• Exclusive rights. The buyer who purchases your photo is the only entity with the right to use it however they choose. Some stock photo sites may purchase exclusive rights to images to prevent other sites from selling them.
  • Non-exclusive rights. Rights to your photo can be sold repeatedly, which is usually the case on stock photo sites.
  • Royalty-free. Buyers obtain a royalty-free image license once to use the photo multiple times and in various ways, as long as it is within the proper context.
  • Rights managed. Buyers purchase a one-time license to use your photo in a way that is strictly defined.

Cases to Be Careful: When You Don’t Have Full Copyright Ownership

Note that, in some cases, you may not have full copyright ownership over your own photos. These cases include:

Your photograph includes identifiable people. Identifiable, in this case, means that a person’s face and likeness are visible in the picture to the point where they themselves or others can determine who that individual is.

The identifiable people in your images have rights around how you can use the photographs, including whether you have the legal right to sell them. To avoid copyright infringement, it’s crucial to get the proper release forms signed before selling photos online.

Your photograph contains identifiable property. Establishments, buildings, and privately-owned plots of land will need a property release form, even if they are considered public spaces, like fountains, murals, or malls. This also includes the interiors of private spaces such as homes and restaurants.

Your photograph contains work that is protected by copyright. For example, if you take a picture of artwork at a gallery. In this case, the photo itself may be an infringement of copyright, regardless of whether it’s published on the internet.

You receive a commission from a third party to take photographs. For example, when you are hired to photograph an event, such as a wedding or a conference, and do not have permission to publish them online or use them for commercial purposes.

You are an employee who takes photographs for work. In this case, carefully read the terms in your employment contract to ensure that the pictures you want to sell do not infringe on the agreement. Often, this means that you cannot use the equipment, resources, or time provided by your employer for working on your online photography business.

Make sure to take note of all the legal implications before marketing your photographs online.

What to Do When Someone Steals Your Photos

There might be times when you are on the opposite end of the copyright issue, and someone steals your photo.

As a preventative measure, make sure to watermark all images you upload on the public domain. This reduces the chances of someone using your photo without purchasing the proper license.

If you haven’t permitted specific individuals to use the photographs, there are a few approaches to take.

As the copyright holder of an image, the first step is to reach out to the person directly and request that they take the photos down. In some cases, they might not even know that they are committing copyright infringement and will remove the images.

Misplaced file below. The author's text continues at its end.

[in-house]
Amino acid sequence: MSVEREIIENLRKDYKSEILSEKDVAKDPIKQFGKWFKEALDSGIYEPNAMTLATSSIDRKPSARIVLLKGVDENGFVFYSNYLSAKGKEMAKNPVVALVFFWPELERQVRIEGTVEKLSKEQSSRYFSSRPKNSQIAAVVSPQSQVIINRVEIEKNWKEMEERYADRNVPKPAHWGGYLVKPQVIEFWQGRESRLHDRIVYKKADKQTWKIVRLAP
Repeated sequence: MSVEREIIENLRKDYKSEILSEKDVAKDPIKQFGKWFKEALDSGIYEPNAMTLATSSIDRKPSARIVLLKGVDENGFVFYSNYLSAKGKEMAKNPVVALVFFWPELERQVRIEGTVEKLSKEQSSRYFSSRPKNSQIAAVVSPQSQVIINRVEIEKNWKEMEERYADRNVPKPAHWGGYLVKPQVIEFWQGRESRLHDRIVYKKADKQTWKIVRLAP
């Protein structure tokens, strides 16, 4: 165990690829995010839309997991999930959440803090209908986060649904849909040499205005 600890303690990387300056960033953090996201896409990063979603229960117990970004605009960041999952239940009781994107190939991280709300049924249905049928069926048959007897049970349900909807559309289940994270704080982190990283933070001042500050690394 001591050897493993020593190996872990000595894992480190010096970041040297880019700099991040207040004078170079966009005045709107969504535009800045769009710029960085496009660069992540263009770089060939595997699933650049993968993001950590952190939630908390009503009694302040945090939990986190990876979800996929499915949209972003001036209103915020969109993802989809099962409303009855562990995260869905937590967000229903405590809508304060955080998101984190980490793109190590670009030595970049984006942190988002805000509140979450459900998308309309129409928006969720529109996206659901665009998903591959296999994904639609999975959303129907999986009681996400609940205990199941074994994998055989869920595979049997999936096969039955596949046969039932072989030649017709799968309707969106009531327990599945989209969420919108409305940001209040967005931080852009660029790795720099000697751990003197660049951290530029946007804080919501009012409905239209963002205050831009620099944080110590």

On the other hand, if the infringing parties don’t comply with your requests, a mediating party can help resolve the dispute. If the issue persists, you may have to take the case to court, which will require considerable time and money.

4. Build an Audience

Being active on social media is a great way to build an audience and generate better prospects for your online photography business. If you want to use your existing profiles, cleaning them up is an integral part of branding strategy to ensure that your online presence accurately represents your profession.

Alternatively, create a separate profile to showcase your best photography work and use hashtags to increase visibility. For example, use a social media-specific tool like Hashtags to get suggestions and insights into trending products or topics related to your niche.

It’s also a good idea to create profiles on different social media platforms, including InstagramFacebookTumblrPinterestTwitter, and LinkedIn, to reach as many people as possible.

Also, consider creating accounts on photography-specific networking websites like VSCO and Flickr. It’s a great way to get inspired by other creatives while being an active member of different photography communities.

If you have the budget, consider paying for sponsored posts. For example, take advantage of Instagram advertising or Tumblr sponsored posting to boost popularity. Often, these tools enable you to set a target audience and get in-depth reports on your posts.

You can also see which demographic engages with your posts the most, which is helpful to establish your niche.

Last but not least, link all your social media accounts to any other profiles you have. For example, include the username handles for your VSCO and LinkedIn accounts in your Instagram bio. Ensure that you also link these pages in your emails, resume, and business cards.

5. Expand Your Streams of Income

There are several ways to make money selling photos online, and below are just a few examples:

Sell Prints and Products

While stock photos are popular among businesses, publishers, and brands, they’re not exactly in demand among individual photography fans.